Ask your doctor about these foods and any other foods you’re wondering about before you begin the diet. Also make a point to keep your fluid intake high. This will help you avoid constipation while on this diet plan.

Always talk to your doctor about your specific needs and the type of plan which will most benefit your overall health before you hit the grocery store. Make sure to read labels and avoid any food that contains more than 1 gram of fiber.

You can also meet with a dietitian for specific meal plans and guidance on eating a low-fiber diet.

Need a starting point?

Breakfast: Try scrambled eggs with buttered white toast and vegetable juice.

Lunch: Have a tuna salad sandwich on an unseeded white roll with half a banana.

Dinner: Make a piece of lightly seasoned, broiled salmon with mashed potatoes.

You should only go on a low-fiber diet if your doctor tells you to. Your doctor may recommend this diet if you have:

  • inflammatory bowel disease
  • Crohn’s disease
  • ulcerative colitis
  • diverticulitis
  • diarrhea
  • abdominal cramps
  • constipation
  • trouble with digestion
  • irritation or damage in your digestive tract
  • narrowing of the bowel caused by a tumor
  • post-surgical recuperation from gastrointestinal procedures like colostomy and ileostomy
  • gone through radiation or other types of treatments which might affect your gastrointestinal tract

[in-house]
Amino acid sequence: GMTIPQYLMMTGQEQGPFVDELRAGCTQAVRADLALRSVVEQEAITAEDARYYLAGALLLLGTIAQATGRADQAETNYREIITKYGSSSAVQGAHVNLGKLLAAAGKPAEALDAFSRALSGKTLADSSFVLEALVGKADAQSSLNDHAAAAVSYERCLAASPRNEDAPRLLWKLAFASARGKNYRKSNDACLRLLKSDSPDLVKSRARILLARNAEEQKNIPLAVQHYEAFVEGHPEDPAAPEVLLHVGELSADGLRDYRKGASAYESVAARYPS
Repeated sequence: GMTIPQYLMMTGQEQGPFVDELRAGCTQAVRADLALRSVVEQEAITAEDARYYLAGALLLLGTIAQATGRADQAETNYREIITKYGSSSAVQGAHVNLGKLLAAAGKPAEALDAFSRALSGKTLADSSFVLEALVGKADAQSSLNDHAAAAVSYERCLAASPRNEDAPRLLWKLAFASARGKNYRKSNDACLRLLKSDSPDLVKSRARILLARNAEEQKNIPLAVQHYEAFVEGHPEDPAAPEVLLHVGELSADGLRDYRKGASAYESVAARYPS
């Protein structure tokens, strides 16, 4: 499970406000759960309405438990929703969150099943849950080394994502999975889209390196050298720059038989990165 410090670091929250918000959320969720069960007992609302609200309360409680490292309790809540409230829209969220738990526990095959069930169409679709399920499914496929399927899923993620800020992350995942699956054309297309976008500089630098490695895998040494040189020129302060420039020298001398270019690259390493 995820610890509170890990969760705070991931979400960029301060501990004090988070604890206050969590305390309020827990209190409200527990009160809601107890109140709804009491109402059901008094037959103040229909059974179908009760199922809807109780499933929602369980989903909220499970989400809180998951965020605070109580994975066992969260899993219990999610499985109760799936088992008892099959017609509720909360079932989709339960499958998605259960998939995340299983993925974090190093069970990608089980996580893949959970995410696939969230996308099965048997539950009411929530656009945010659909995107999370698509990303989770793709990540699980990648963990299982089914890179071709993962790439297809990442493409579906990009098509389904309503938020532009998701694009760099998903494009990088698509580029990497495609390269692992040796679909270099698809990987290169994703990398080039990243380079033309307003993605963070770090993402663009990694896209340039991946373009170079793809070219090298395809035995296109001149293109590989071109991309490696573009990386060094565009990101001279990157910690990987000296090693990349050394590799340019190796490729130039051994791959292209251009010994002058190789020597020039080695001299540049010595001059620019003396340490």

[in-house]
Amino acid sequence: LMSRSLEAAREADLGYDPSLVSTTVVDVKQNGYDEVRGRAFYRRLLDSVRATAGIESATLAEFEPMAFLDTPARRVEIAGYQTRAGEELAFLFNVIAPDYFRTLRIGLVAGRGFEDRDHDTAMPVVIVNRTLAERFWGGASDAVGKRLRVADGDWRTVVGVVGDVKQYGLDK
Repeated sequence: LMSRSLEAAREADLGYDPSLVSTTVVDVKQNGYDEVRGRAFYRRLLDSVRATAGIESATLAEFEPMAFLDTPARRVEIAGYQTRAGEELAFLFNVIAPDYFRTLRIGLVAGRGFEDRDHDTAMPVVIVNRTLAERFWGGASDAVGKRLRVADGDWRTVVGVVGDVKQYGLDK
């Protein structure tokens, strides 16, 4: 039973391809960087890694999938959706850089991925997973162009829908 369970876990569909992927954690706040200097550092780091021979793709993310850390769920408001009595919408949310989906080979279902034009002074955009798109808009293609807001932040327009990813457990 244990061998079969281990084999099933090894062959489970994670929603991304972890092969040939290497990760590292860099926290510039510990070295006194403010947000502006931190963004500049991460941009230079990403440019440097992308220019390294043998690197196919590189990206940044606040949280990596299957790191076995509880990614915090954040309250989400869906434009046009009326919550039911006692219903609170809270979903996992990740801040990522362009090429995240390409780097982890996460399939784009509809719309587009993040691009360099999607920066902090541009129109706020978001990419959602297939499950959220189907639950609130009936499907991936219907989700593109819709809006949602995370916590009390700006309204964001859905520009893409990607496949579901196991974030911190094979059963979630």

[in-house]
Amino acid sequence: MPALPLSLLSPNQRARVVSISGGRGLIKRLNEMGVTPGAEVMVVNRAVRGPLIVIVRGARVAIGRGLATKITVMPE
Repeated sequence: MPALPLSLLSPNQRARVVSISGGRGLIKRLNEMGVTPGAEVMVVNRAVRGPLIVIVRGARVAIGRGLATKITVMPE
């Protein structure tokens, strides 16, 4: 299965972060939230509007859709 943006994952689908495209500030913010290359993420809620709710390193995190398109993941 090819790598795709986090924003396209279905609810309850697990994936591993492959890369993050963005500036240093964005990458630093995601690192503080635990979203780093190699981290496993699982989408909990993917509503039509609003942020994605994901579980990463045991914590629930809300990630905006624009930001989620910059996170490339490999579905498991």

You may also need to eat a low-fiber diet for 2 to 3 days prior to getting a colonoscopy.

Once you’ve reset your digestive system, you should slowly return to eating fiber-rich foods by introducing a small portion of one fiber food per day. If the food doesn’t cause symptoms within 24 hours, it can be added to your diet.

How much fiber you need is based on your age and sex.

Adults (50 years or younger)Adults (over 50)
men38 g30 g
women25 g21 g

Avoid eating all your fiber in one sitting or meal. The best way to get lots of it is by eating fruits with skins left on, raw vegetables, whole grains, beans, nuts, and seeds.

Know your fibers

There are two types of fiber:

  • Soluble fiber foods absorb water during digestion, which turns them into a soft, gel-like substance. Soluble fiber foods, like apples, peas, or beans, are less irritating to the digestive tract and can often be eaten in small amounts.
  • Insoluble fiber foods don’t dissolve completely in the stomach. The small bits of undigested food that remain can be irritating to the intestines. On a low-fiber diet, you’ll have to be especially careful to avoid foods like whole wheat, grains, and raw veggies.

Only eat a low-fiber diet if your doctor has recommended it. Your doctor will be able to tell you how long you need to be on the diet. It’ll depend on your situation or condition.

Work with a dietitian to create an individualized plan. During your low-fiber diet, avoid foods that have insoluble fiber and be sure to take note of the fiber content in packaged foods.

Many of the foods allowed on a low-fiber diet, like pudding and white bread, shouldn’t become a staple to your regular diet, especially after you start slowly reintroducing fiber.